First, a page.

This lecture by William Trayes highlights the long-time association of Cape Ann and Gloucester with the many painters who sought authenticity in often romanticized, occasionally gritty images of ships, the sea and the shore. Trayes speaks fondly of the connections he made with maritime culture growing up in Rockport, sailing its waters and learning about the contributions of so many painters to Cape Ann’s reputation in the national pantheon of nautical art.

 Charles Olson, Newman Shea and the Fish Strike of 1917
David Rich's exploration of the fishing industry’s labor-management conflicts of the 1910s and '20s outlines the contentious issues embroiling the Gloucester fishing community, the incipient union movement, and the experiments of cooperative fishing that began over a century ago, before pivoting to an encounter between Newman Shea, the business agent for the fishermen’s union, and the poet Charles Olson aboard the Doris M. Hawes in 1936, that finds its way into Olson's The Maximus Poems.


Women of Cape Ann—Video Vault Feature

→ Read the June 11 CAM Connects issue here.

Mary Shore (1912-2000). The Sullen Sea, Undated. Oil on Masonite. Gift of Brian Shore, 2001 [#2001.39.2]
Mary Shore (1912-2000). The Sullen Sea, Undated. Oil on Masonite. Gift of Brian Shore, 2001 [#2001.39.2].


In this issue:

♦ Sisters of the Brush: Women Artists in 19th Century America
This 2008 lecture by Erica Hirshler, Senior Curator of Paintings at the Museum of Fine Arts, Boston, chronicles notable 19th century female American artists, many of whom spent time on Cape Ann.

♦ Drawn to the Light: Women Artists of Cape Ann, 1900-1950
An authority on American art, Boston MFA Curatorial Research Associate Janet Comey turns her attention towards a selection of female painters with ties to Cape Ann in the early 1900s in this 2008 lecture.

Women Workers at Mighty Mac with John Ronan
Sometimes achieving greatness means more than attaining name recognition status—as this video featuring Gerolama “Gerri” Lovasco, a stitcher at Mighty Mac in the 1940s and 50s, aptly demonstrates.

The Girl I Left Behind Me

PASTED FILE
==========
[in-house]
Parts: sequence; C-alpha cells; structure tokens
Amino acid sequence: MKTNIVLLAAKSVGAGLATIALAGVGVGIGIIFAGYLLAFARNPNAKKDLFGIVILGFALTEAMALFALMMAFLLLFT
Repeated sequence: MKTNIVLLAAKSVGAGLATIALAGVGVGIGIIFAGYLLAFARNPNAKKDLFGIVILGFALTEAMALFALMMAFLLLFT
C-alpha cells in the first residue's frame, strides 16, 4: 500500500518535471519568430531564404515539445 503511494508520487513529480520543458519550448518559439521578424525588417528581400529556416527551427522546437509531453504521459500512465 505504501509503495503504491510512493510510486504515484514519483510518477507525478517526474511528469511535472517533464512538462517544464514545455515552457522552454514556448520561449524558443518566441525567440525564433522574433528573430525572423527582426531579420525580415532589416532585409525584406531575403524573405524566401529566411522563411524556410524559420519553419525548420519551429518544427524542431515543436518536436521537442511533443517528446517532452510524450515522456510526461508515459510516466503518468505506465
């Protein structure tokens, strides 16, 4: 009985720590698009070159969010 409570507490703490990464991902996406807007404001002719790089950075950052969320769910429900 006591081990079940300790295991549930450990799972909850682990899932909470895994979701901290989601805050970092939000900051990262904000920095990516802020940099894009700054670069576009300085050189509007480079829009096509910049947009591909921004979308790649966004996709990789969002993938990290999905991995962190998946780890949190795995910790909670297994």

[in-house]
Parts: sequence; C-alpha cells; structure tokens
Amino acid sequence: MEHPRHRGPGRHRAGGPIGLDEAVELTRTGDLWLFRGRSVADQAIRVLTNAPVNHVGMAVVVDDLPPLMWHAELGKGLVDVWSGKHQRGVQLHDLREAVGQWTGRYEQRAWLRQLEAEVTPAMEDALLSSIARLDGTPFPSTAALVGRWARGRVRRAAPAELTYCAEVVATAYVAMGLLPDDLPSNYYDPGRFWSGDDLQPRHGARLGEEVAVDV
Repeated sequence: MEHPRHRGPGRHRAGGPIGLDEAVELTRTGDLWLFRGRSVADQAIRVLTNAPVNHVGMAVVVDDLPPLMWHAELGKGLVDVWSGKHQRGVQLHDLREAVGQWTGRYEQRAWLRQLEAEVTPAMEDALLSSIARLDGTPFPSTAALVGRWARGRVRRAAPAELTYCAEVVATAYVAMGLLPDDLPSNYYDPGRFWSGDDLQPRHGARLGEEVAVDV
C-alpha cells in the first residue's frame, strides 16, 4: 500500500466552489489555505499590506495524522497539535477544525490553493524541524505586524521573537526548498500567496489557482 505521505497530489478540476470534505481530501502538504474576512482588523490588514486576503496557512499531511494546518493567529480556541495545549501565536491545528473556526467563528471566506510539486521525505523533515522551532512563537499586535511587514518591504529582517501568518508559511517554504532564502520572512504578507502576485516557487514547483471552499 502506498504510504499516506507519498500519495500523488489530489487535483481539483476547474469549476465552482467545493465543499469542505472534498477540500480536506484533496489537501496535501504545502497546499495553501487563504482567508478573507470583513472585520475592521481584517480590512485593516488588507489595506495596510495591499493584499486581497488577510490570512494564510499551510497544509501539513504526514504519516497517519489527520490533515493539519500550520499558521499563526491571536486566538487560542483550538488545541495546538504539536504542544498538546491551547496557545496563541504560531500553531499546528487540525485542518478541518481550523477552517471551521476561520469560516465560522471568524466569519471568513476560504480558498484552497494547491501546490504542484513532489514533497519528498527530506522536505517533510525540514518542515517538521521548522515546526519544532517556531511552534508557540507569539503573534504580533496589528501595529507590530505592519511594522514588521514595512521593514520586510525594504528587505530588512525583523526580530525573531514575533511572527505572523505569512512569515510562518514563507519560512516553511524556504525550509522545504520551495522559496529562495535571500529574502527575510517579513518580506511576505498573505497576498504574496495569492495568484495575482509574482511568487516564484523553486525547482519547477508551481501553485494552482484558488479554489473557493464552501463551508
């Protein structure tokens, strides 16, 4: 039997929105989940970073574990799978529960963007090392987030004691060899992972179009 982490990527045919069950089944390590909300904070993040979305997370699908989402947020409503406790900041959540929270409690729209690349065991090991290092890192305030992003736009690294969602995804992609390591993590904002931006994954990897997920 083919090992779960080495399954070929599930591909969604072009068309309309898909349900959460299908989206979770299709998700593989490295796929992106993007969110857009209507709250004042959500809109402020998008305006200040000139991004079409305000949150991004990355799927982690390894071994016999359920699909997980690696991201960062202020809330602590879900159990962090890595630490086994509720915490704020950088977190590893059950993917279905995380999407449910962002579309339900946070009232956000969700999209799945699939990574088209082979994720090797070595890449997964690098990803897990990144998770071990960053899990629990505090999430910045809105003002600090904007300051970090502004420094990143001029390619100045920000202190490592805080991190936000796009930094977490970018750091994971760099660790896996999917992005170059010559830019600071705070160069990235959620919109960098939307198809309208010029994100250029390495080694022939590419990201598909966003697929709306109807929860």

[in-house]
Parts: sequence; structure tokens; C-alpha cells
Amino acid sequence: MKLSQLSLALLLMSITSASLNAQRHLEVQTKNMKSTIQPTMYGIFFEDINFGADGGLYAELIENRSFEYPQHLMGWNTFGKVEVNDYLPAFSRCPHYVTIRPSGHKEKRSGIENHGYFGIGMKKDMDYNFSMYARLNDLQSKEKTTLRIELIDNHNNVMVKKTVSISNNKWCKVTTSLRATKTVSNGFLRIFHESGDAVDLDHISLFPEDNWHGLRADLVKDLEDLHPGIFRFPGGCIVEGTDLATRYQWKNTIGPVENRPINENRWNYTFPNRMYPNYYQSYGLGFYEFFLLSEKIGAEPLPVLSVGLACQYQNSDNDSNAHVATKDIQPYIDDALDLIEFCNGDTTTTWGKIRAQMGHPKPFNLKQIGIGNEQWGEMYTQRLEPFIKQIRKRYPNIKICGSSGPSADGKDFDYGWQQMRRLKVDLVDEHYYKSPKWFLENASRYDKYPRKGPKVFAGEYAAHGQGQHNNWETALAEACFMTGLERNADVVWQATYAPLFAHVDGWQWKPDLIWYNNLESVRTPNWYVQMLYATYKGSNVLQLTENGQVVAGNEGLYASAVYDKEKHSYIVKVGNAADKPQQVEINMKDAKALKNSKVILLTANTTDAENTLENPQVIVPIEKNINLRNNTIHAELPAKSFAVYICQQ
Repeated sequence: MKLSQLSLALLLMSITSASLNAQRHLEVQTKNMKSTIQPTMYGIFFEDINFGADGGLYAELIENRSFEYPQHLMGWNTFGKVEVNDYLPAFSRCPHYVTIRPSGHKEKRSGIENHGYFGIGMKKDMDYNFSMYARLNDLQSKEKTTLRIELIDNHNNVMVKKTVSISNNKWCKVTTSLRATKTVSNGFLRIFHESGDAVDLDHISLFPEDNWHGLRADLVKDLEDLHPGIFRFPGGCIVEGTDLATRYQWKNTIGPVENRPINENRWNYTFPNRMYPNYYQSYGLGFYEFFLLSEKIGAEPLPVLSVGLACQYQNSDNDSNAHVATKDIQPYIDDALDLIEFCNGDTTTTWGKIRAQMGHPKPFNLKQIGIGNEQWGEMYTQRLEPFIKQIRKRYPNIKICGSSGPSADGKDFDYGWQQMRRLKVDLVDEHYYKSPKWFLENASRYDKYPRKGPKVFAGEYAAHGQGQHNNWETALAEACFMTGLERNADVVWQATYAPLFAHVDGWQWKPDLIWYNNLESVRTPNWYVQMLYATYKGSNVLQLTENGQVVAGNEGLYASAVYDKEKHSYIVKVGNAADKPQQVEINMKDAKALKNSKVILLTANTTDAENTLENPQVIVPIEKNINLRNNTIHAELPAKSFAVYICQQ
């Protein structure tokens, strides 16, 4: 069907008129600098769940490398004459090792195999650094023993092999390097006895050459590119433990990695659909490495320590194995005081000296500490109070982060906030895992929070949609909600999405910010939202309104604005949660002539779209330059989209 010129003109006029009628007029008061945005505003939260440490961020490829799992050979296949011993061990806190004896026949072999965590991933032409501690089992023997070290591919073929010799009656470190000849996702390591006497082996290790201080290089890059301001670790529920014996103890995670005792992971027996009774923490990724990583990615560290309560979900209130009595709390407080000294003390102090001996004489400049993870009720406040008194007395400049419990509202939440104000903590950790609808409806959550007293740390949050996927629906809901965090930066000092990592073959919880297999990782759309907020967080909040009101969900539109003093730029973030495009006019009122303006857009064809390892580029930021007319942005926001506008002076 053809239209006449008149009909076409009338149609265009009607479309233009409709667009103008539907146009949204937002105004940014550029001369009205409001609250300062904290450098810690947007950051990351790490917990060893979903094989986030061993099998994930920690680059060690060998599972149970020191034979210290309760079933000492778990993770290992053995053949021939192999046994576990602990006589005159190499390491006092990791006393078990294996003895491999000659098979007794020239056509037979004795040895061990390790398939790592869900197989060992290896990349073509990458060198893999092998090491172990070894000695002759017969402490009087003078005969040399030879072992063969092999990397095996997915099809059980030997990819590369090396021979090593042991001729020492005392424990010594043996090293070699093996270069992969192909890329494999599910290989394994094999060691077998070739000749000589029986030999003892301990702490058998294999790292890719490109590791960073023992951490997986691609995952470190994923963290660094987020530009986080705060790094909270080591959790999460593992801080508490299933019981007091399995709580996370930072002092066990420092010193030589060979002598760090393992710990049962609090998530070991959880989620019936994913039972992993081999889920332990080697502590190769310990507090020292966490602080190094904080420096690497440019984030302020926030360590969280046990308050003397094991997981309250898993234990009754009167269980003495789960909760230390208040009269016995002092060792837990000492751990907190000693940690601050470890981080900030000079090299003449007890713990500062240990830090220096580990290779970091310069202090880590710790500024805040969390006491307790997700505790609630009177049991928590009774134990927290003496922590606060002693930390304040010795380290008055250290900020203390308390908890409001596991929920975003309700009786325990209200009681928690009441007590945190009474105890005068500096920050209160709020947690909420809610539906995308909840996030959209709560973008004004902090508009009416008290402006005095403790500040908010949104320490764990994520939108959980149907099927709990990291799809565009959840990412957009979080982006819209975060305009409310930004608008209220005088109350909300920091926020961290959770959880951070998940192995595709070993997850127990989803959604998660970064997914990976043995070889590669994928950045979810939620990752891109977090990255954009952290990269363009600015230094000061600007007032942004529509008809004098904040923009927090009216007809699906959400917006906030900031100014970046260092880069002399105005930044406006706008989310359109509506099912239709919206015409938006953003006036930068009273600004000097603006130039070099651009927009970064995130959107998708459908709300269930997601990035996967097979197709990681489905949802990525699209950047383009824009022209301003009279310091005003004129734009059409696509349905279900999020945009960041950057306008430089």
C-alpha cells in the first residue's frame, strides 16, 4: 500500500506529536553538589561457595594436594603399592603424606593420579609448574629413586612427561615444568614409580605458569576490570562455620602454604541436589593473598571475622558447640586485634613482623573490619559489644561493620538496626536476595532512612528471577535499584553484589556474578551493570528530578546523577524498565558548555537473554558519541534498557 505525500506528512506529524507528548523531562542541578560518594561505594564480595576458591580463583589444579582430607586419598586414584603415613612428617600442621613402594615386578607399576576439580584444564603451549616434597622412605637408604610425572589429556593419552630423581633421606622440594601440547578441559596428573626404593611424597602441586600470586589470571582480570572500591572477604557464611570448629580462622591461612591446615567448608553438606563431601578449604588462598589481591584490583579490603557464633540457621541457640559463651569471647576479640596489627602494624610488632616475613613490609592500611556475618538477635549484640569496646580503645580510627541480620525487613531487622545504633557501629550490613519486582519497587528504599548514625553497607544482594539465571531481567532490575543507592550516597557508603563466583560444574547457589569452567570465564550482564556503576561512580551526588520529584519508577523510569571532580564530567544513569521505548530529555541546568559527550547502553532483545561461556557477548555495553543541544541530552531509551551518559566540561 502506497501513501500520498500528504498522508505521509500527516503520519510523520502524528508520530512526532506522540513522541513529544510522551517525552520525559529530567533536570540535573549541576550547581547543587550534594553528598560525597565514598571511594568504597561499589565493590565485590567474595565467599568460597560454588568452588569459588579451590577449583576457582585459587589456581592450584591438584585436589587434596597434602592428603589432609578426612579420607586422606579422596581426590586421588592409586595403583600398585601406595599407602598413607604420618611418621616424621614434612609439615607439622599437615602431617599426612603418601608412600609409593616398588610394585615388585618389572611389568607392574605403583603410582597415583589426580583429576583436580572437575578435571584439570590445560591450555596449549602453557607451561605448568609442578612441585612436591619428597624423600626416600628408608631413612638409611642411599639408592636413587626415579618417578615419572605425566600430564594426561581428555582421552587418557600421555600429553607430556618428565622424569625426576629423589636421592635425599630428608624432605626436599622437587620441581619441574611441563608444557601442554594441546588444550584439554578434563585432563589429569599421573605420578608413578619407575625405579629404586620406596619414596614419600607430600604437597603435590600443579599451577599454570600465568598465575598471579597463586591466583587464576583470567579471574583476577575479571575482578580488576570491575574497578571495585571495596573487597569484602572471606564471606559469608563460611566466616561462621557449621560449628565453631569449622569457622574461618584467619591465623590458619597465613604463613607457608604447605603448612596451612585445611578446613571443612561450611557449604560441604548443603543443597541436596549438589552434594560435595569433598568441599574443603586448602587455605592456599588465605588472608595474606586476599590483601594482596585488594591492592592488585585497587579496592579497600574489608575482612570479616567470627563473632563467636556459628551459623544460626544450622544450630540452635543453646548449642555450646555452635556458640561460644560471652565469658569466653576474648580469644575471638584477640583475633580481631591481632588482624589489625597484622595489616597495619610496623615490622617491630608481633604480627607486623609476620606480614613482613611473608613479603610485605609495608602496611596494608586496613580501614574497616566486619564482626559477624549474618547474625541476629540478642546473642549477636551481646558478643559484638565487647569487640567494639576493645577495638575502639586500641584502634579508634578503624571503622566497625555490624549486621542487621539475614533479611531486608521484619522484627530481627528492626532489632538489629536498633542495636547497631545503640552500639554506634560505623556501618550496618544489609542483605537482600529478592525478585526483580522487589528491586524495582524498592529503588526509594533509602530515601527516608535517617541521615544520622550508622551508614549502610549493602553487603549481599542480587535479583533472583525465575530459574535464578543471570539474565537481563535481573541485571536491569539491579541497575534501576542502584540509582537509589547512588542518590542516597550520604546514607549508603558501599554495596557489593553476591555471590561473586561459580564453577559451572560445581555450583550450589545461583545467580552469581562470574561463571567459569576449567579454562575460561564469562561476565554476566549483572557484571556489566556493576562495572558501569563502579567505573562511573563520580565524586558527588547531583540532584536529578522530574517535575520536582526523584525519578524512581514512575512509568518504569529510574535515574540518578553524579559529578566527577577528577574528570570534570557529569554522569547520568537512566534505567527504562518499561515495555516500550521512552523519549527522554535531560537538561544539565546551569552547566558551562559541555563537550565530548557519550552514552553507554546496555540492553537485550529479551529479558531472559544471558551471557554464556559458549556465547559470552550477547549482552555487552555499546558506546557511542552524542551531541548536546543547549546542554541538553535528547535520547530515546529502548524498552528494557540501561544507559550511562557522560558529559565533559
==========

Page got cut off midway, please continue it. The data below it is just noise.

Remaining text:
This video presentation by Mary Rhinelander McCarl highlights the everyday contributions made by women during the Civil War, with discussion of period illustrations by Winslow Homer that were published in Harper’s Weekly.


Historic Preservation

→ Read the May 28 CAM Virtual E-Newsletter here.


In this issue:

♦ May is Historic Preservation Month! We invite you to learn about the four unique historic structures owned and operated by the Cape Ann Museum: the White-Ellery House (1710), the Babson-Alling House (c.1740), an early New England barn (c. 1740) and the Captain Elias Davis House (c. 1799-1804). Start exploring here ...

♦ This week on the Video Vault, we bring you Private Lives, Public House—The White-Ellery House and the Stories of the Families Who Lived There. Presented in 2010 by Stephanie Buck and Martha Oaks in celebration of the 300th anniversary of the White-Ellery House.

♦ Have fun with a CAMKids Historic Homes art project.

♦ The Museum has been forging bridges between past and present at the White-Ellery House since 2010 ... find out more ...


Welcoming Spring!

→ Read the May 21 CAM Virtual E-Newsletter here.

In this issue:

♦ Enjoy this week’s featured Video Vault lecture, presented by Electa Kane Tritsch in 2008: Ravenswood Parks: From Wilderness to Special Place.

♦ Take a look back to 2019's Cape Ann Blossoms, dedicated to outgoing Museum Director Ronda Faloon

♦ Have fun with CAMKids spring-inspired art project: Paper Flowers with Nell Blaine.

♦ Find out about The Spring Kings, and the Portuguese sea captain, Joseph P. Mesquita, who brought the tradition to Gloucester from the Azores.


Gloucester Endures

→ Read the May 12 CAM Virtual E-Newsletter here.

In this issue:

♦ Julie LaFontaine, President and CEO of The Open Door, expresses her gratitude to the Cape Ann Museum membership in this video interview with Oliver Barker and videographer Jeff Barrows.

The Influenza Epidemic of 1918

CAM Contemporary: "In Gratitude"


Introducing CAM Video Vault

→ Read the May 1 CAM Virtual E-Newsletter here.

Welcome to the Cape Ann Museum's Video Vault Lecture Series, hosted by Trenton Carls, Cape Ann Museum Librarian & Archivist.

Feature Release: Coming of Age in the Rocky Neck Art Scene of the 1950s with Peter Anastasread about it in "Stories from the Stacks" or go straight to Vimeo to watch the video here.